“I got dickers!” Miss3 announced to her mum when we arrived home from the hospital at midnight. Being given a sticker is the toddler equivalent of winning a chook raffle – and she got TWO! It was all we could do to stop her from racing in and waking her siblings.
But the reason we needed to go to the hospital wasn’t to get stickers.
I routinely take Miss6 to the bathroom at around 10.30 at night so she doesn’t go for a sleepwalk around the house looking for a clean pile of clothes to pee on. Miss3 I take because she doesn’t sleepwalk: she just piddles in bed.
When I woke Miss3 I noticed she was usually cold so while she swayed and threatened to topple off the loo I took her temperate. The reading was 34.1, which I figured couldn’t be right. I tried again – 34.1. I stuck the thermometer in the other ear 34.7.
“Trace!” I called out. “Can you do a Google search on toddlers with a low temp of 34.1?”
Two minutes later I was at the counter of the after hours emergency: it helps when the hospital is just a few streets away.
Unusually, I managed to remember both the name and date of birth of Miss3 and we were soon sitting with the triage nurse. She got a temperate of 35.7, with relieved me a lot. Turns out my thermometer’s batteries were running out.
Once the doctor had given Miss3 a look over, he diagnosed tonsils. Not yucky, just red. Plus her glands were right up. She’d been off her food and high temps for a couple of days. Within an hour of arriving we were sent home.
But not before Miss3 had her good behaviour rewarded with a princess sticker on the back of each hand, which she then insisted Tracey and I sit and admire with her until closer to 1am. Finally, she fell asleep.
Eventually, we did too. Although all too soon we were up.
“I sick!” yelled Miss3 from somewhere near my right lobe. The alarm went off a few seconds later, sounding distant and quiet in comparison. “I need go hospital. Daddy, I sick. I sick.”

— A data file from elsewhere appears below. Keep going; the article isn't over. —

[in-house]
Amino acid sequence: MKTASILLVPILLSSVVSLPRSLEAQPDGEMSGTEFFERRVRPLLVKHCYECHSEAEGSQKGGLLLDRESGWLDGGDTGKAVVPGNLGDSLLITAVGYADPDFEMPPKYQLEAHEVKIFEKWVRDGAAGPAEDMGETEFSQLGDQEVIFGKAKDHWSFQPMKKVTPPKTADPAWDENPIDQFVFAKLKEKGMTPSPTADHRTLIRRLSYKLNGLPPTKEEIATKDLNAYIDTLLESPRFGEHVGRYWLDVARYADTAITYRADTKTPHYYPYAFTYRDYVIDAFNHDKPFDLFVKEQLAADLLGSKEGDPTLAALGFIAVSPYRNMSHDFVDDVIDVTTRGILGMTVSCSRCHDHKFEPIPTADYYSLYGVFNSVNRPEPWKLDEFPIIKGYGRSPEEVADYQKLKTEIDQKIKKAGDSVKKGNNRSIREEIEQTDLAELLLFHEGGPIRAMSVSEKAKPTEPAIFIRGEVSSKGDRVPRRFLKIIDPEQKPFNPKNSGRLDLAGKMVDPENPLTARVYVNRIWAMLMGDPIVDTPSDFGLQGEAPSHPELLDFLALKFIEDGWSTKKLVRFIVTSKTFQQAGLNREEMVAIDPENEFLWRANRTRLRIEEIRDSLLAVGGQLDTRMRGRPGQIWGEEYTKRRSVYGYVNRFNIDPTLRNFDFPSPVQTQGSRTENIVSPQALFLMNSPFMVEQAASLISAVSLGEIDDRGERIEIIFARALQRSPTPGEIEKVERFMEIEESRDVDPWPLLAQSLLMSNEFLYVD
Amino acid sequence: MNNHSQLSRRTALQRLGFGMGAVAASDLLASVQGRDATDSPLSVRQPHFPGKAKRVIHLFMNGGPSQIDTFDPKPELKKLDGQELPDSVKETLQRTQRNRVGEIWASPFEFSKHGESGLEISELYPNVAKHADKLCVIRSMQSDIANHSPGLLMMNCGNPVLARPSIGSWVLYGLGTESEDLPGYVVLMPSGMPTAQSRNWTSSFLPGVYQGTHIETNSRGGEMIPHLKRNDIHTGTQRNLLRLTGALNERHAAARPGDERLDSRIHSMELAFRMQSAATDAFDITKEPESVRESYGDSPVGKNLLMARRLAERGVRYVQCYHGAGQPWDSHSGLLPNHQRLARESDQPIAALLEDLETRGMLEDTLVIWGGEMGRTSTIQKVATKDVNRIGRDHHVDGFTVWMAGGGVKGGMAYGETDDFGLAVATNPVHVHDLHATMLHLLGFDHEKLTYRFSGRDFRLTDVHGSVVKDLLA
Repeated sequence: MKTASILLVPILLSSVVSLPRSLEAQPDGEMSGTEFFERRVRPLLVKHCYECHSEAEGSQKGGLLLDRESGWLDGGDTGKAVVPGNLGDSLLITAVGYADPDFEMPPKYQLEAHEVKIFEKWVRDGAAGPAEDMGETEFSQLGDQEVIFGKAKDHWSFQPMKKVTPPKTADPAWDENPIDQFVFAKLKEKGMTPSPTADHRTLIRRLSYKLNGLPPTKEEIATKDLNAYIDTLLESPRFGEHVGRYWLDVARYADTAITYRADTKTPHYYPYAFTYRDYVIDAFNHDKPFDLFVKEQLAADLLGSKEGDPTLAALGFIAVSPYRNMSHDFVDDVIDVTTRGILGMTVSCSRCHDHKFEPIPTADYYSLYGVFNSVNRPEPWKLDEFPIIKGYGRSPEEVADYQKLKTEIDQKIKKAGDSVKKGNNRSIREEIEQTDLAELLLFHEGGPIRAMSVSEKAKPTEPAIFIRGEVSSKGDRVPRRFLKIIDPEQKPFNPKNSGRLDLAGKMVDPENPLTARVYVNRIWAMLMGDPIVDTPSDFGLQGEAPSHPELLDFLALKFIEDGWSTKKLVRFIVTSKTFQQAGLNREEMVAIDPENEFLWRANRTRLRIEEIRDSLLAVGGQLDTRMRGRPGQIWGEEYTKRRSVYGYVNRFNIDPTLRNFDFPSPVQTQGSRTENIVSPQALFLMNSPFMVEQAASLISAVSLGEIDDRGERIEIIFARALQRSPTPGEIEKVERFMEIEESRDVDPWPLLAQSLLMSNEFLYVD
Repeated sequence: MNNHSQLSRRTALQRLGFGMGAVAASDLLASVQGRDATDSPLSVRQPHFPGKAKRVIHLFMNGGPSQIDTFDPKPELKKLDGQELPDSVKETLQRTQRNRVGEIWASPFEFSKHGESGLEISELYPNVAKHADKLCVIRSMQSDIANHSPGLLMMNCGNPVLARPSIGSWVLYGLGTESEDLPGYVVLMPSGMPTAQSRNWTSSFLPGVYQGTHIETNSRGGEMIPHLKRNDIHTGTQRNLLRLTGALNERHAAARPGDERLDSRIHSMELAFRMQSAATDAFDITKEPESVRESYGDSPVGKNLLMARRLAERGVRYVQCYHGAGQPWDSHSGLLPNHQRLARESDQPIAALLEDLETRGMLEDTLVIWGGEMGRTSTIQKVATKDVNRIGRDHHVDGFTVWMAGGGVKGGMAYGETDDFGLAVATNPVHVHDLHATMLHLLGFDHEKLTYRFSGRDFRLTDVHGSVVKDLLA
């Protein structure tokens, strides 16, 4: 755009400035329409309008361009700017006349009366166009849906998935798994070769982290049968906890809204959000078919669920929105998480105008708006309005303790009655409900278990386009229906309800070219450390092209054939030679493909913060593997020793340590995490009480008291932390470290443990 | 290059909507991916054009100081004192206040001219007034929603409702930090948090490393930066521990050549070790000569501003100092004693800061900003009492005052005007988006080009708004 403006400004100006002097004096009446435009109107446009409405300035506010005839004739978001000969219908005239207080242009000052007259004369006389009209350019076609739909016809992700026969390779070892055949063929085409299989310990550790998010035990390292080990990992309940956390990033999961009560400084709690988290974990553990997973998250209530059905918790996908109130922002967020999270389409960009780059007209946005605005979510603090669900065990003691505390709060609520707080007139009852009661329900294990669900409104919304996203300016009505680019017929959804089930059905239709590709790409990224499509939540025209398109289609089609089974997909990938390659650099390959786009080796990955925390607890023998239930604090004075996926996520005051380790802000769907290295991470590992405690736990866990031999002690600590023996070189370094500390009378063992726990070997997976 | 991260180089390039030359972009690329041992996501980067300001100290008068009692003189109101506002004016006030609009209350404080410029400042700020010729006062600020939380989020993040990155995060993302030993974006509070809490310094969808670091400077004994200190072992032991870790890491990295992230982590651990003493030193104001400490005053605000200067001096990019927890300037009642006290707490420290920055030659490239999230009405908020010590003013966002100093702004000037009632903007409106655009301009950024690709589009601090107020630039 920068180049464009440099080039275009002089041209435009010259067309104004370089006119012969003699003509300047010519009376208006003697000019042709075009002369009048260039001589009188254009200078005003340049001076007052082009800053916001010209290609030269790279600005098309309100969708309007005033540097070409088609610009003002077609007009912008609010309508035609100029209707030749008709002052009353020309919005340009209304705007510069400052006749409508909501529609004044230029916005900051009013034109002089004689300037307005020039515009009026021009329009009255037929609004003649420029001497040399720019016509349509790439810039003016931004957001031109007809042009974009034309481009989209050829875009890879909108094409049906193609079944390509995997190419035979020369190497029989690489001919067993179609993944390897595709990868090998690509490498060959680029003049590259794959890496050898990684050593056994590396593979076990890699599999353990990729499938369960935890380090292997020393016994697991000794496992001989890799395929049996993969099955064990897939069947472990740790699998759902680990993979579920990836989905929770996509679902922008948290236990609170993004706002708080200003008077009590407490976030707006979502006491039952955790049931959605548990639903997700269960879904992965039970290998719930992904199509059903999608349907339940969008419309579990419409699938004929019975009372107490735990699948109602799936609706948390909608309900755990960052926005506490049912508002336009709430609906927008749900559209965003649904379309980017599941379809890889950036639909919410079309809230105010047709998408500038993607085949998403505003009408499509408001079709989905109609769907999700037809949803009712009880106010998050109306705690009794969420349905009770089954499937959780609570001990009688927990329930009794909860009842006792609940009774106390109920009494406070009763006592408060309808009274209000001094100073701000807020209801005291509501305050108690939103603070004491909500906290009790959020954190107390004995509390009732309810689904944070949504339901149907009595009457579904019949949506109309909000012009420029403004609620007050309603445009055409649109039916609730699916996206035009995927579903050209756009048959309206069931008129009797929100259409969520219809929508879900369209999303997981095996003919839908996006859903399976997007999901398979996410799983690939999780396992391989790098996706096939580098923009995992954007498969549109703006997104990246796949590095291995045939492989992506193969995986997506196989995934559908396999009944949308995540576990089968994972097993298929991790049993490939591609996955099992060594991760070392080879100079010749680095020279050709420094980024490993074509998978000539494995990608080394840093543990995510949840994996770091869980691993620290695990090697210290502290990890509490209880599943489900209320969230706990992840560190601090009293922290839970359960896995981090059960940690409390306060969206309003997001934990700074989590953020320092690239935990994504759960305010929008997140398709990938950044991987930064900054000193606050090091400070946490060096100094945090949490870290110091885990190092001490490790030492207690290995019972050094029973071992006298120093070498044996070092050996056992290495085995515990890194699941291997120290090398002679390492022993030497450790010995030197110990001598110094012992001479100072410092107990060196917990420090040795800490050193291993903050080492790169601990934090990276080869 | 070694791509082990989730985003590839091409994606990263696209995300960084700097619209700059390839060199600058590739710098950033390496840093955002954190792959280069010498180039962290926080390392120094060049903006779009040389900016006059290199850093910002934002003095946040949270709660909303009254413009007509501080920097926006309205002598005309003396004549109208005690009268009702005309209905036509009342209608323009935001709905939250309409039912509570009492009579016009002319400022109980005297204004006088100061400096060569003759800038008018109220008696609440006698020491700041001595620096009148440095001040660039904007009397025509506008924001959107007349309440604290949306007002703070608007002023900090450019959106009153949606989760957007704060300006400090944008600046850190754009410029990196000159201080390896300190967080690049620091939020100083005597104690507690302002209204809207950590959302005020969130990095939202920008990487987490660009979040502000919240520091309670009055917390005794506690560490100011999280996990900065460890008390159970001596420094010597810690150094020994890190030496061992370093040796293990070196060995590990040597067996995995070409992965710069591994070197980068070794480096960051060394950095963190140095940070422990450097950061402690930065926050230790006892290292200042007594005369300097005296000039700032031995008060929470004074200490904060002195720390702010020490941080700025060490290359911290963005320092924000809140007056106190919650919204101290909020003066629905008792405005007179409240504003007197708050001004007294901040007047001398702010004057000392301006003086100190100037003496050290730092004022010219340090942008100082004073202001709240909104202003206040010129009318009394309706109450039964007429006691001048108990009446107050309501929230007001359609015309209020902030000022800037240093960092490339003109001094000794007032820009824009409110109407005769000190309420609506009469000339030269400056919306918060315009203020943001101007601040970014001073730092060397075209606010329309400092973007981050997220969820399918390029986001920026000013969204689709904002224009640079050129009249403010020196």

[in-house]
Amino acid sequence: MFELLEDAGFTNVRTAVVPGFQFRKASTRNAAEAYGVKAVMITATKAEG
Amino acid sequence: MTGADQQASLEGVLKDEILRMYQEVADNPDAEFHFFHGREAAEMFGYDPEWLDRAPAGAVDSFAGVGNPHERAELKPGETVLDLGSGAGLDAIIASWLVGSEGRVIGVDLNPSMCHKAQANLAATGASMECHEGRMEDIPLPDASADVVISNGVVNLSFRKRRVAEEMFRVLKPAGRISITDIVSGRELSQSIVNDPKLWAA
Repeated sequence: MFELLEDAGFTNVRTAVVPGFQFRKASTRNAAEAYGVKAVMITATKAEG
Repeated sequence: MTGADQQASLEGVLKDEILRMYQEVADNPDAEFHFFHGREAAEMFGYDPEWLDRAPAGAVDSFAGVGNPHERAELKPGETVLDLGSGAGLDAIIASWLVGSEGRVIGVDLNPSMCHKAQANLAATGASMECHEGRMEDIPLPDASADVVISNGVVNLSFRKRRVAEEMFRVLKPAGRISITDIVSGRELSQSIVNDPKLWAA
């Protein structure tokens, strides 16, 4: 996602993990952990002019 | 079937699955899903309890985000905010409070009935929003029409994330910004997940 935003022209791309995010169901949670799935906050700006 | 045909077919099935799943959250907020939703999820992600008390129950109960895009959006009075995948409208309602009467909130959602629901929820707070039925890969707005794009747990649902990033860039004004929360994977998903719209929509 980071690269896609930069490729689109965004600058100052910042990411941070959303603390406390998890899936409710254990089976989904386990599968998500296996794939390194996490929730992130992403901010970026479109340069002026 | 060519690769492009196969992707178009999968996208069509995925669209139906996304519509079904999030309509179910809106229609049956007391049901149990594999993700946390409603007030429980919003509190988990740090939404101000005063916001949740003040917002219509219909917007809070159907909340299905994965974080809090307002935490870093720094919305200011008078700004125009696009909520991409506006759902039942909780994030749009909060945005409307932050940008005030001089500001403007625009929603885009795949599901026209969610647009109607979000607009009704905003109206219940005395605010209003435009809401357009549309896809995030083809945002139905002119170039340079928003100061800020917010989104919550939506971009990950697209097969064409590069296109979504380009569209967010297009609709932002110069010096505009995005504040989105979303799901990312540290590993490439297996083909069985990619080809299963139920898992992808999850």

I reached out a still sleeping hand and felt her head. It seemed fine.
“I sick, Daddy,” she insisted. “We need go hospital. Now.” At this point she even put in a couple of very fake coughs.
“Where does it hurt?” I asked her.
She shoved her finger so far into her mouth, she gagged. She’s a method actor.
“Come on, Daddy,” she said, grabbing my flannel pajama top and attempting to drag me out of the bed. “Take me to hospital.”
I looked at her hand yanking my pj’s.
“Where’s your other sticker?”
Her eyes dropped and her shoulders slumped.
“My dicker is missing.”
Sure enough, one of her stickers had escaped during the night. This was why we needed to go to the hospital – to replace it. And seriously, they needed stickers like this at Stalag Luft III because it disappeared without a trace – it wasn’t on the doona or pillow or her clothes.
“I’ll bring you some stickers home,” I told Miss3, which like some sort of miracle drug seemed to cure her cough immediately. I should stick one on my hand when I get to work to see if they work for exhaustion.
I just wanted to put out a BIG thank you to the staff at the Gympie Hospital – you guys really are awesome. I can’t thank you enough for all the help and concern you’ve lavished on this family over the past 18 years I’ve lived in G-town. You are all a credit to your professions, Queensland Health and your mothers.
When not typing away over here and checking his stats every two minutes
Bruce Devereaux hangs out at his ‘BIG FAMILY little income’ Facebook Page.
’raising a family on little more than laughs’